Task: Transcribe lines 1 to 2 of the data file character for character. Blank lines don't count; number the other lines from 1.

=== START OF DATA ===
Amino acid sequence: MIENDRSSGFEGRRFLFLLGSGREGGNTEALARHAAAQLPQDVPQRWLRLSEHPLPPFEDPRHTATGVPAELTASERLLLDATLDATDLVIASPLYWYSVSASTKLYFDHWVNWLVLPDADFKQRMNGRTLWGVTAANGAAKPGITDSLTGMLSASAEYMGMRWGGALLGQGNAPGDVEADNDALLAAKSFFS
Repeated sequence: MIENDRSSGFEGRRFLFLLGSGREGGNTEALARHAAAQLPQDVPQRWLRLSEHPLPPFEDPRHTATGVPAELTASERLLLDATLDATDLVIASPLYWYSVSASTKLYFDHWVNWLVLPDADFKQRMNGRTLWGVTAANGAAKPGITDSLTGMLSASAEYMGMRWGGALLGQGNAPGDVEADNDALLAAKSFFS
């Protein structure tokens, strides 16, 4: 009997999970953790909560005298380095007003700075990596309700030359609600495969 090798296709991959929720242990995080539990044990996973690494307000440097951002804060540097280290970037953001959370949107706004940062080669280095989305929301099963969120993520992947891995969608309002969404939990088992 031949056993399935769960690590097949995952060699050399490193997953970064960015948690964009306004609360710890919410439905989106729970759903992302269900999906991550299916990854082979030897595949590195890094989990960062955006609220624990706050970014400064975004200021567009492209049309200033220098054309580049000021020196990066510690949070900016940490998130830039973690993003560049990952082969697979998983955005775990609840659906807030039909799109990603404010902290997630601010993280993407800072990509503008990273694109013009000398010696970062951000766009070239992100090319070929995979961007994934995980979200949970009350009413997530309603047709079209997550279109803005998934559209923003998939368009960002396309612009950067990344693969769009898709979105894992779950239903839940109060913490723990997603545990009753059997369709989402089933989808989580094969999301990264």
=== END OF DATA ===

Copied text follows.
Amino acid sequence: MIENDRSSGFEGRRFLFLLGSGREGGNTEALARHAAAQLPQDVPQRWLRLSEHPLPPFEDPRHTATGVPAELTASERLLLDATLDATDLVIASPLYWYSVSASTKLYFDHWVNWLVLPDADFKQRMNGRTLWGVTAANGAAKPGITDSLTGMLSASAEYMGMRWGGALLGQGNAPGDVEADNDALLAAKSFFS
Repeated sequence: MIENDRSSGFEGRRFLFLLGSGREGGNTEALARHAAAQLPQDVPQRWLRLSEHPLPPFEDPRHTATGVPAELTASERLLLDATLDATDLVIASPLYWYSVSASTKLYFDHWVNWLVLPDADFKQRMNGRTLWGVTAANGAAKPGITDSLTGMLSASAEYMGMRWGGALLGQGNAPGDVEADNDALLAAKSFFS